Laura Wakefield has been attending Osceola County Historical Society events for years. Born and raised in Osceola County, Laura was a history teacher in the county for over 18 years and would bring her students to the Pioneer Village at Shingle Creek to research local history. In June 2018, Laura joined the OCHS team as a grant specialist. Larissa Bixby caught up with Laura to get to know her a bit better.
LB: Let’s start with OCHS’s most important question, why do you think it is important to preserve history?
LW: History comes alive when people can physically see and experience places where people lived, examine artifacts from the past, appreciate photographs depicting people and places that were once here, and study what was written. Preserving our past connects us to our cultural legacy and helps us understand all the things that made us who we are today. The historical society plays a vital role in this community especially because many of the people in Osceola County did not grow up here. Learning about the families, businesses, and events that shaped Osceola County’s past can strengthen a resident’s connections to their community. Knowing local history helps us develop a deeper understanding of a place and a vision of what our community can become. And, of course, with knowledge comes appreciation which leads to preservation.
LB: What do you enjoy most about your position as Grant Specialist?
LW: I like creating opportunities for people to discover history. It isn’t always easy to find funding for history. When I can write a grant that can help people learn more about history, I feel like I have made a difference.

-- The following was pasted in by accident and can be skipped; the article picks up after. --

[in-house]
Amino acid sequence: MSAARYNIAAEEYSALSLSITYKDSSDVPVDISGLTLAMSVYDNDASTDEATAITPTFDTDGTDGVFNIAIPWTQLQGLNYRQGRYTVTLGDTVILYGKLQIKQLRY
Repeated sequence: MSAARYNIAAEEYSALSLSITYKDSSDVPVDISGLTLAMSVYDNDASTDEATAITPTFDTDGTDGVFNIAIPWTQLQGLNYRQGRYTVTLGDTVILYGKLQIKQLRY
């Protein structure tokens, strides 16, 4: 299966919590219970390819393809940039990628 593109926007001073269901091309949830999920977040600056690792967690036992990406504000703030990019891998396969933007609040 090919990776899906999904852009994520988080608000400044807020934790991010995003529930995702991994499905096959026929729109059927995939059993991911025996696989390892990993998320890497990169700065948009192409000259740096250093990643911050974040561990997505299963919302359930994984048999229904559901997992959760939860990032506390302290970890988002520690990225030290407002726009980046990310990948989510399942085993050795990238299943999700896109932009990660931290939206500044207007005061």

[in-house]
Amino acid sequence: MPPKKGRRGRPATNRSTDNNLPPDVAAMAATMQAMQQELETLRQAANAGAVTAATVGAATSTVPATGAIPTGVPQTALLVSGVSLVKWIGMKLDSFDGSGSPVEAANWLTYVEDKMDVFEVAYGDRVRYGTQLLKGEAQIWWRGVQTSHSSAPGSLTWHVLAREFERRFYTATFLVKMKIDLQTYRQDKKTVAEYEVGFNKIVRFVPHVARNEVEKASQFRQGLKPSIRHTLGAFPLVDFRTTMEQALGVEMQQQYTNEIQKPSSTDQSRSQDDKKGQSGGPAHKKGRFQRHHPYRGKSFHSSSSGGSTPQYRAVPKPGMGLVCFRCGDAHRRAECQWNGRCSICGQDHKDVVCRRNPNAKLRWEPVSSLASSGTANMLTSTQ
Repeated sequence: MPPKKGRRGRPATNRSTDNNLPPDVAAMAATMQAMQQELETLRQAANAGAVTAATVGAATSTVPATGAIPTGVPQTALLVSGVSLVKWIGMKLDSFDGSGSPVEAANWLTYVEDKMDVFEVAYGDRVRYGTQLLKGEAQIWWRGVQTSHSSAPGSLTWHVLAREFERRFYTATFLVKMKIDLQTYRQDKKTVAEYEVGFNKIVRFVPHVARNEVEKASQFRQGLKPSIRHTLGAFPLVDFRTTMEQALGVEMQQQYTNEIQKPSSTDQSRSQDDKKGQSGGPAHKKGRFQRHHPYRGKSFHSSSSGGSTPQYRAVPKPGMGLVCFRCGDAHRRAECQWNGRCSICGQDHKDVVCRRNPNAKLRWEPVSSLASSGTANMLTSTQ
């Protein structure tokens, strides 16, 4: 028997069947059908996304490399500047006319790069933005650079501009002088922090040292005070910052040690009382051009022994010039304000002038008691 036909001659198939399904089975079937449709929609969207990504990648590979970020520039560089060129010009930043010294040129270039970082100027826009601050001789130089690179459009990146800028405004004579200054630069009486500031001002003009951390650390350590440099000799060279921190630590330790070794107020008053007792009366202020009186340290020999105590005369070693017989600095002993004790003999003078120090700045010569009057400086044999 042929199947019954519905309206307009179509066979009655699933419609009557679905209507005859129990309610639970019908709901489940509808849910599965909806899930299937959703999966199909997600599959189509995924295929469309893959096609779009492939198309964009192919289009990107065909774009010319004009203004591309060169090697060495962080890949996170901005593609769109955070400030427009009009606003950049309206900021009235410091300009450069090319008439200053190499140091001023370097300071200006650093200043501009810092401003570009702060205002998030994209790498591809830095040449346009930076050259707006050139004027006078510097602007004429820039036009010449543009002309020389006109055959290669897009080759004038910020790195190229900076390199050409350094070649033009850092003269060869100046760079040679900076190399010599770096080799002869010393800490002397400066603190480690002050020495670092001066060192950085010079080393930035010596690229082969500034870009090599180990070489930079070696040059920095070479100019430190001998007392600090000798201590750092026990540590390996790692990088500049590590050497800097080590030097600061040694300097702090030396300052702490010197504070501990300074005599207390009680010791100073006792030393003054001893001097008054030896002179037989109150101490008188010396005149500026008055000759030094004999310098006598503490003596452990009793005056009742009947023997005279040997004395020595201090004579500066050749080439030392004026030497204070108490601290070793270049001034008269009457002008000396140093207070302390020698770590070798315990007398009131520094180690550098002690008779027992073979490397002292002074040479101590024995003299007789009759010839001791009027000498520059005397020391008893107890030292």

LB: What do you do in your free time?
LW: I recently retired from a career teaching history. I am looking forward to working on family history (genealogy) and spending more time with my grandchildren. I continue to serve on the Board of Directors for the National Council for History Education and work with history teachers through a Library of Congress grant I wrote. I also enjoy serving as a youth Sunday School teacher at my church. And of course, I love to travel.
LB: What three traits define you?
LW: Positive, Responsible, Imaginative
LB: And what is your personal philosophy?
LW: Do all the good you can and find joy in the journey.
LB: What is the best book you have ever read?
LW: It is hard to pick just one. One of my favorites is Paul Revere’s Rideby David Hackett Fischer. It explores what really happened on that pivotal night in American history.
LB: What is your favorite blog or podcast?
LW: “Backstory” – it’s a great history podcast and I know the historians who host it.
LB: I’ll have to listen to it! What’s one thing you cannot resist?
LW: Reading historical markers – ask my kids!
LB: I have a compulsion to read those when I see them, too. What is your favorite place to be?
LW: The beach! Or one of Florida’s beautiful springs.
LB: And what is your favorite thing to do?
LW: Spend time with my husband, our four children and their families - and bonus points if we can be together at a historical site!
LB: That sounds so wonderful, Laura. I have one last question, tell us something that might surprise us about you.
LW: I was a US Army Officer for four years.
Photo Courtesy: Laura Wakefield